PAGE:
Greeks voted "no" in Sunday’s referendum. Silicon Valley juggernauts are struggling with workplace diversity. Wal-Mart is accused of misleading customers with "Made in the USA" labels. A revision at the Internal Revenue Service (IRS) could hurt Las Vegas. And Facebook is looking to gain more advertisers with a recent addition to its video advertising model. These are the five global business headlines from last week.
1. Greeks Vote 'No' in Referendum
Thousands of Greeks took to the streets of Athens after an overwhelming number of citizens voted "no" on Sunday’s referendum. The result would see the country disapproving Europe’s latest bailout offer, which could mean a further economic downturn and perhaps see Greece making an exit from the European Union.
More than 60 percent of Greeks voted "no" and thus supported Prime Minister Alexis Tspiras. Many were shocked by these results because pollsters had predicted a much closer 50-50 split.
What does this now mean for Greece? The prime minister will negotiate with Europe in order to receive more money from the bloc with diminished austerity. Tspiras also seeks to cancel much of the country’s immense debt.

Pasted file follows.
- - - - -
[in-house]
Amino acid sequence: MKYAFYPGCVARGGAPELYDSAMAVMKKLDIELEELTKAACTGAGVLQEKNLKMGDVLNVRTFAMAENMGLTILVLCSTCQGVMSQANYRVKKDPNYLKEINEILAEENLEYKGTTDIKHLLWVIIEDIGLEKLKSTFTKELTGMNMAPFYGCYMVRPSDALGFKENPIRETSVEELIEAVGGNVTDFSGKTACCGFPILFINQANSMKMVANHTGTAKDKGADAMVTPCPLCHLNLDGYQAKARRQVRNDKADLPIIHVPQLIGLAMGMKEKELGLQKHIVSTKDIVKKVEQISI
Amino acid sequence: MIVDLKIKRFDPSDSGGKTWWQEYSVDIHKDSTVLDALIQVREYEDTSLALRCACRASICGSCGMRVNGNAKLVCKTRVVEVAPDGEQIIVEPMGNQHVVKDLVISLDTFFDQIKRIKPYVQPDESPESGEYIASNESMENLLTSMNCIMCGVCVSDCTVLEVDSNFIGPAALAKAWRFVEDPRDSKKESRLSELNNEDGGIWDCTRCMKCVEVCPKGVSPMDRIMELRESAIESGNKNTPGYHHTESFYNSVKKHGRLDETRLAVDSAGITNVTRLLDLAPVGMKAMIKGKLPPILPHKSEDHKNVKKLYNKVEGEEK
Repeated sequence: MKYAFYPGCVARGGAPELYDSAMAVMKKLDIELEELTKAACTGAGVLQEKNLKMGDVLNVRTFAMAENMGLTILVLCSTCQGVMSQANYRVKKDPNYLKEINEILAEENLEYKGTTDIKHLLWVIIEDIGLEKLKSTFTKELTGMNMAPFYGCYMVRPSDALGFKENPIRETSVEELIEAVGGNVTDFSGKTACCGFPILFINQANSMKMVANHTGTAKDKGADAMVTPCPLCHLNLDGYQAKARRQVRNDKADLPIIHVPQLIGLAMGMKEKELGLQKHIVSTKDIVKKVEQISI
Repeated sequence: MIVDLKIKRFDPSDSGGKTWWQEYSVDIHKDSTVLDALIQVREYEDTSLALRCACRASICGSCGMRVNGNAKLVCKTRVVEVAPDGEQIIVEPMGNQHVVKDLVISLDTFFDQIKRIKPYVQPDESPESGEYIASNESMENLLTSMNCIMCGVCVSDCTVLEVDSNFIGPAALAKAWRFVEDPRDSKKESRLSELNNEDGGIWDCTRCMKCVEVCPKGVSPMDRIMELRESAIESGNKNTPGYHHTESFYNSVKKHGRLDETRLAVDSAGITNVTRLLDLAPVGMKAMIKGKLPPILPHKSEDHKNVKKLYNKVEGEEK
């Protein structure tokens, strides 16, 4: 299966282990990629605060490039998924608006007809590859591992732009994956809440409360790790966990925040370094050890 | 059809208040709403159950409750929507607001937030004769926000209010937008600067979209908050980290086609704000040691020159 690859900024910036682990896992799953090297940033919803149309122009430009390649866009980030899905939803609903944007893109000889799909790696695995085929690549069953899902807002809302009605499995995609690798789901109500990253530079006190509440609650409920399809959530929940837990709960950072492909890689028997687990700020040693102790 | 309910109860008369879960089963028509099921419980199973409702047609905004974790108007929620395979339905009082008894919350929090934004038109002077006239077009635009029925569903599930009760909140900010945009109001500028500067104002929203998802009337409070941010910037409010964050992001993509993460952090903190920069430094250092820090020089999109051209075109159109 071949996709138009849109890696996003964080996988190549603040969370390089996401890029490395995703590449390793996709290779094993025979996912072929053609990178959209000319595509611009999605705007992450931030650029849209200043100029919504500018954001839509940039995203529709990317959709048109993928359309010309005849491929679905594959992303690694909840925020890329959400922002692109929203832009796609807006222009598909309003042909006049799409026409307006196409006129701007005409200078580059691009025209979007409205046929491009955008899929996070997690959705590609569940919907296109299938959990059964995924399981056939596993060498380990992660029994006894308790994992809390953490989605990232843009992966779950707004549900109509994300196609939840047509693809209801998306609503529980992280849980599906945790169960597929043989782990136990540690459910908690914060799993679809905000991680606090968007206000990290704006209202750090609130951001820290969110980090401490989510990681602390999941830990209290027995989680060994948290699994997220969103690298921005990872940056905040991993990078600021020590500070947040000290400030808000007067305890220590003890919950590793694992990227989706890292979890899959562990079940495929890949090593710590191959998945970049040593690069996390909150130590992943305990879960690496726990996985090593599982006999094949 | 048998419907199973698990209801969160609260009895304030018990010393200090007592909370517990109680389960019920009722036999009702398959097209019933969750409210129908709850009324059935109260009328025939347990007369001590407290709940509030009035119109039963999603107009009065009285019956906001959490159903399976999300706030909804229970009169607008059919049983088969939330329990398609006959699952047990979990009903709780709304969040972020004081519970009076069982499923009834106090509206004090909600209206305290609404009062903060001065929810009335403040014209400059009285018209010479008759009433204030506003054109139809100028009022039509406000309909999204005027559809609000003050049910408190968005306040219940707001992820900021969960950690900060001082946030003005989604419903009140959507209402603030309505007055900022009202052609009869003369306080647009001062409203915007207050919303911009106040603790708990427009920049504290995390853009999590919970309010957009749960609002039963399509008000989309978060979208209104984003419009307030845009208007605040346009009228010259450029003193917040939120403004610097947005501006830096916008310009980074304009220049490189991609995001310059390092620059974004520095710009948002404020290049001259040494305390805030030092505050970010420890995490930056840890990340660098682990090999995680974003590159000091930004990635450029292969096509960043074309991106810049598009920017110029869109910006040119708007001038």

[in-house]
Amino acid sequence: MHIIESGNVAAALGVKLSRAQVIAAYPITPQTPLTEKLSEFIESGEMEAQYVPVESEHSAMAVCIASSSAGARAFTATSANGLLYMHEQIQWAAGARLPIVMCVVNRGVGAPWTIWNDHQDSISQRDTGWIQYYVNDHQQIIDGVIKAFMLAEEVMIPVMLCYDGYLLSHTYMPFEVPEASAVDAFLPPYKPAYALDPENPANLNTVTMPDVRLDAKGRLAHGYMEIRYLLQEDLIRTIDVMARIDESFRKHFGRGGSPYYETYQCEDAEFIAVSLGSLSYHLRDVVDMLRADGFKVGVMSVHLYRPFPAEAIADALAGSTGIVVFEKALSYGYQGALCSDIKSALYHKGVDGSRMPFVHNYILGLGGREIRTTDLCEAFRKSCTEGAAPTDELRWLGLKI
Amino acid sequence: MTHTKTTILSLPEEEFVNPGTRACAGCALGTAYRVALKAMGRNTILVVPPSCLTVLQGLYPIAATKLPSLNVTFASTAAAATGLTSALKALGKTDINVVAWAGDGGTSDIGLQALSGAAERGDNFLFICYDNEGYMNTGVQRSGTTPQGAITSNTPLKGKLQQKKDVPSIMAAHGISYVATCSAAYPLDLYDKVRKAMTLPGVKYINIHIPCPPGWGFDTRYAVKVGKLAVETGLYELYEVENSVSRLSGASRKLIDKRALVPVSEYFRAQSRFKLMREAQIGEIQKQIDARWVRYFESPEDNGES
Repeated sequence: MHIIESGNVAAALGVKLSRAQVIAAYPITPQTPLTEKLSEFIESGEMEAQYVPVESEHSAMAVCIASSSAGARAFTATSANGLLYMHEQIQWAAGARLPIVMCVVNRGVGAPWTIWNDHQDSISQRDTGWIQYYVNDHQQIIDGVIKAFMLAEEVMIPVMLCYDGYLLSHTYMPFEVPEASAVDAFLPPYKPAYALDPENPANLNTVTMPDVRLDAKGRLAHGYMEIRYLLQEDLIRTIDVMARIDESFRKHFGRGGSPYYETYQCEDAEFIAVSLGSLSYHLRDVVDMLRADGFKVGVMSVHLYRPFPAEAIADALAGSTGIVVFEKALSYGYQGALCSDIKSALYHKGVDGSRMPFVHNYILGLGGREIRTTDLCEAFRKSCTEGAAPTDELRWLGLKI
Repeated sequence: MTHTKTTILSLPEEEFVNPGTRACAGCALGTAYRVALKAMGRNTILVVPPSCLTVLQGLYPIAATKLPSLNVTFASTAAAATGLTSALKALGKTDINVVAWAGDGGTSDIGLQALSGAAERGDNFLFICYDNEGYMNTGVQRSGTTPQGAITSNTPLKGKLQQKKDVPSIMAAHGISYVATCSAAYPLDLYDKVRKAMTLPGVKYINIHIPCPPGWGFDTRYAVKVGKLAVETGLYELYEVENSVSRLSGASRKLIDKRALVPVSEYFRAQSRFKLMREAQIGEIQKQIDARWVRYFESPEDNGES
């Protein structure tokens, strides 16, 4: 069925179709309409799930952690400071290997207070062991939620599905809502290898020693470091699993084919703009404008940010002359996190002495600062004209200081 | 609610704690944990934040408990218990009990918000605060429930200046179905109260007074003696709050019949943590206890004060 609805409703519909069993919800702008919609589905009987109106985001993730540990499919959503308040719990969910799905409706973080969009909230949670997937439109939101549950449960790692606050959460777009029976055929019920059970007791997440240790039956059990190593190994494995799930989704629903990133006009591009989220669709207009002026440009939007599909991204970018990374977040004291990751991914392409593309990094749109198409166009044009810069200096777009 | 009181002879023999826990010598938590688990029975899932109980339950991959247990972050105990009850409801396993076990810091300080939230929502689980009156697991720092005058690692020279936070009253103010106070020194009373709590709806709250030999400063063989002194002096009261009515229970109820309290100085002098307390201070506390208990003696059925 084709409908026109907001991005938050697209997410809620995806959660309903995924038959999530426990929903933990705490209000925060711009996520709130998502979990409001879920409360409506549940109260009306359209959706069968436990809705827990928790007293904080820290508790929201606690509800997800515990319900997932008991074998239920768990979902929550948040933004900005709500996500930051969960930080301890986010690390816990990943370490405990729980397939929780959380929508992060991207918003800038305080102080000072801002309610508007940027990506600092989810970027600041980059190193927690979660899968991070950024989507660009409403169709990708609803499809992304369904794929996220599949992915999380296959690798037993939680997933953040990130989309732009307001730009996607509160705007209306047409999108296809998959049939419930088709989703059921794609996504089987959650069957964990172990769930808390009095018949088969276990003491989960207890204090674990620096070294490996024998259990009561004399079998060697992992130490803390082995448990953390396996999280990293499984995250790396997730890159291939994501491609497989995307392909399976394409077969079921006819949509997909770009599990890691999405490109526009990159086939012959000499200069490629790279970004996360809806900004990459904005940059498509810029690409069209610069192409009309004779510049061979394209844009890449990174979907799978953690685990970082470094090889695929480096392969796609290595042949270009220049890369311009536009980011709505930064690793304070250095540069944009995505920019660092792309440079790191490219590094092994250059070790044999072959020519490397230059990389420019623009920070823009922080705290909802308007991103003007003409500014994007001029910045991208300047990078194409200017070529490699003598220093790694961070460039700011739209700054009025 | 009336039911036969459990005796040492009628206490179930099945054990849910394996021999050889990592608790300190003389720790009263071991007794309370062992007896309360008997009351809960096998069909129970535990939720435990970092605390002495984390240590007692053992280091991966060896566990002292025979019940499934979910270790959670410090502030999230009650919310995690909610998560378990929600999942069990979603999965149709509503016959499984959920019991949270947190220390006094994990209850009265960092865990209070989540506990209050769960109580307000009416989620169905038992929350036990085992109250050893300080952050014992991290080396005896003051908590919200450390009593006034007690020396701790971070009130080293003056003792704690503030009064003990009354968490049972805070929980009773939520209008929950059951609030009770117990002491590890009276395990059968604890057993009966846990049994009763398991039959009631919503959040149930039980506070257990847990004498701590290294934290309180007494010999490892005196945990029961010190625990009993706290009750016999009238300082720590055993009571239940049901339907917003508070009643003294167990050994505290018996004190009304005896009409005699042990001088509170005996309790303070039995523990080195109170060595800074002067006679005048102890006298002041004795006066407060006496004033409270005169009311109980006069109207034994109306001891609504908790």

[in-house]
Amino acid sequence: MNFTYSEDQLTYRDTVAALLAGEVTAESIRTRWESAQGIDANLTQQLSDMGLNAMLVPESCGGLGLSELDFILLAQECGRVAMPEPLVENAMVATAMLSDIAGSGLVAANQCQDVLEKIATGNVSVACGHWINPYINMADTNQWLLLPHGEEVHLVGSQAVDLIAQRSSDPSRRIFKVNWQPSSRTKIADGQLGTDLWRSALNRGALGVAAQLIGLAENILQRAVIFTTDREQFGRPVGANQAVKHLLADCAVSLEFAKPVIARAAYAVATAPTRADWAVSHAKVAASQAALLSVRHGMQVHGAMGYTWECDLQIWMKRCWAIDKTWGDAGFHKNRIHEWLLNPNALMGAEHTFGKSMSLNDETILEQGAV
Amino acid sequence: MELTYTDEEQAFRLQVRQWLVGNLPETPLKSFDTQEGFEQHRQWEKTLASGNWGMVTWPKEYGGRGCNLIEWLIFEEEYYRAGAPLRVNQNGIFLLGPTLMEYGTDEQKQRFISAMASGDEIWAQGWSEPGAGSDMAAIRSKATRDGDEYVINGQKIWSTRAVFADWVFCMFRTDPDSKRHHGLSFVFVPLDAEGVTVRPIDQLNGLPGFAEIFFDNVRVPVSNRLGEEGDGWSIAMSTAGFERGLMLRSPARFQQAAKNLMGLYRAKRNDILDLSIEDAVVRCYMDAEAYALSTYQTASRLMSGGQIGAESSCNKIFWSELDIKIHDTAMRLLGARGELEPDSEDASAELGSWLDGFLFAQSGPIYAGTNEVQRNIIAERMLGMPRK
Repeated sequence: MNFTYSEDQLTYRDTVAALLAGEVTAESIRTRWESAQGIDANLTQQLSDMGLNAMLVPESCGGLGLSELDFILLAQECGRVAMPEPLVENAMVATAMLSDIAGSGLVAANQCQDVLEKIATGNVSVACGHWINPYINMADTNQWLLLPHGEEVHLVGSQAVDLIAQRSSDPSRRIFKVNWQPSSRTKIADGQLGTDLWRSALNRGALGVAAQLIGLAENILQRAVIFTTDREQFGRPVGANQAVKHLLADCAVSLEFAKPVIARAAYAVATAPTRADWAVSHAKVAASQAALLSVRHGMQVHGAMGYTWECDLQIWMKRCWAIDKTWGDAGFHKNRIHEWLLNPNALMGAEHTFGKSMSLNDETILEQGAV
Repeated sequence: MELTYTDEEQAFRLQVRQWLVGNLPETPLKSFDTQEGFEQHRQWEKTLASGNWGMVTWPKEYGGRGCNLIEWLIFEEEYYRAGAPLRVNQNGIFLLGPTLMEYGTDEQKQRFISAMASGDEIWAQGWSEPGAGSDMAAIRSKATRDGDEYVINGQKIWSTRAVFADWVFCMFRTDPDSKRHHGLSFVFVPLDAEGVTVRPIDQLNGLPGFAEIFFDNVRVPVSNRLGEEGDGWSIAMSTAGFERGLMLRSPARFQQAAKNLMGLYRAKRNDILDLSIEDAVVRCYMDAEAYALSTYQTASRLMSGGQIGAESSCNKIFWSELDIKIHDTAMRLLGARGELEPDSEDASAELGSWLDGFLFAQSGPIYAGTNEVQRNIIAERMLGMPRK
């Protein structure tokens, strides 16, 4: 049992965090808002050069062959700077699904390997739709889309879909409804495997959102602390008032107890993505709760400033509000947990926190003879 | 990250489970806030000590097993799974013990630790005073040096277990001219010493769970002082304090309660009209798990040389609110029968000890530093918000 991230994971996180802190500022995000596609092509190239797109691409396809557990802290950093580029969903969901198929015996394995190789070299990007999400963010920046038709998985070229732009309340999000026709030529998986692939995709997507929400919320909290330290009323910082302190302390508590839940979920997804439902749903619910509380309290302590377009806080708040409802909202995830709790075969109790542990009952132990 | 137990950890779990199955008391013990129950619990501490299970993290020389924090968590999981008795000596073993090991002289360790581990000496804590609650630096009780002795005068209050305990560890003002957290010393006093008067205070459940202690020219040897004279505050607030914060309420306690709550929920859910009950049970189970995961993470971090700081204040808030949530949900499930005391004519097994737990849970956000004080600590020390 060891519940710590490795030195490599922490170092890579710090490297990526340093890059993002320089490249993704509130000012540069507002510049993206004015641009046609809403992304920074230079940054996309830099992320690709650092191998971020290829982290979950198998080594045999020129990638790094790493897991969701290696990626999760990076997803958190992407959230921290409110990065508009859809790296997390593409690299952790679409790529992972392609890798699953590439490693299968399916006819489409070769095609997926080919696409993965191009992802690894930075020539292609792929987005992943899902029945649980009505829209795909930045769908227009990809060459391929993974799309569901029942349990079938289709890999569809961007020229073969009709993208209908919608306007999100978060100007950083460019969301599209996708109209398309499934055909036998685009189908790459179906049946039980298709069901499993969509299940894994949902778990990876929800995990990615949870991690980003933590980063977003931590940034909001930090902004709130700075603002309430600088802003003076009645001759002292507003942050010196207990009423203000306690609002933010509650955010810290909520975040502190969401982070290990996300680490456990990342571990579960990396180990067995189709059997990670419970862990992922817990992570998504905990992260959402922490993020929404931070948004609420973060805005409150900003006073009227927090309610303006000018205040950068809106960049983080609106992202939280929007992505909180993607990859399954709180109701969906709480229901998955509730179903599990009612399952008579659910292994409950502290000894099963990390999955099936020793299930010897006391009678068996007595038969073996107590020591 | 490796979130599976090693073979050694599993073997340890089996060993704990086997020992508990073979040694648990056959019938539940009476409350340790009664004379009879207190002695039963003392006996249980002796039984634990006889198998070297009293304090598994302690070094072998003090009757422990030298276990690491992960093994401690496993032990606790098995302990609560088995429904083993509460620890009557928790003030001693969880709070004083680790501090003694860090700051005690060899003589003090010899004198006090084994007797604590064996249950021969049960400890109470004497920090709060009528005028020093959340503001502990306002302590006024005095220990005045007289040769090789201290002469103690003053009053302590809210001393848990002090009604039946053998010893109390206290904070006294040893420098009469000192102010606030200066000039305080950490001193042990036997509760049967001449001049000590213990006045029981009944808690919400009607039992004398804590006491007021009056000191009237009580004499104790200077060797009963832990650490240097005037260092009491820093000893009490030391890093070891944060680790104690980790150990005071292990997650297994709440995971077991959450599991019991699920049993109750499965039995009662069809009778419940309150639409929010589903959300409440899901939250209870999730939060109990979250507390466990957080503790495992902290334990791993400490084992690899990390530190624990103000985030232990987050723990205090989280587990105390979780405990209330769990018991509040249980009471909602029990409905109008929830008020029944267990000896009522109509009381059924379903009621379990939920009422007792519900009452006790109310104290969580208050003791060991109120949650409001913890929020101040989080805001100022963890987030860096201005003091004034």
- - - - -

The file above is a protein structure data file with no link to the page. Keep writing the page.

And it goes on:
Moreover, Greece could dump the euro and introduce its own currency, which some expect could prove harmful to the nation. Greece quickly needs a lot of money to reopen its financial institutions so depositors can access their money and pay for pensions and wages. Banks have been closed for one week.
Greek Finance Minister Yanis Varoufakis resigned less than 24 hours after the historic vote. He is stepping down because he believes this will help Tspiras gain a better deal with creditors. This is important because, as Varoufakis, said in his resignation letter: "I shall wear the creditors’ loathing with pride."
2. Twitter Struggles With Diversity
Twitter is the latest tech giant to struggle with a more diverse workforce.
The microblogging social media outlet released its 2014 Equal Employment Opportunity report, which shows the company only has 49 black employees out of its 2,910 employees. Akin to other tech firms - Facebook and Google - its workforce is dominated by whites and Asians.
It was reported that 93.8 percent of Twitter’s workforce is comprised of whites and Asians, while just a tiny fraction of blacks account for Twitter workers. There are 35 black men and 14 women.
What about the other ethnic groups? Here are the results: 68 Hispanic or Latino employees, 47 "two or more races," 13 Native Hawaiians or other Pacific Islanders and three American Indian or Alaskan natives.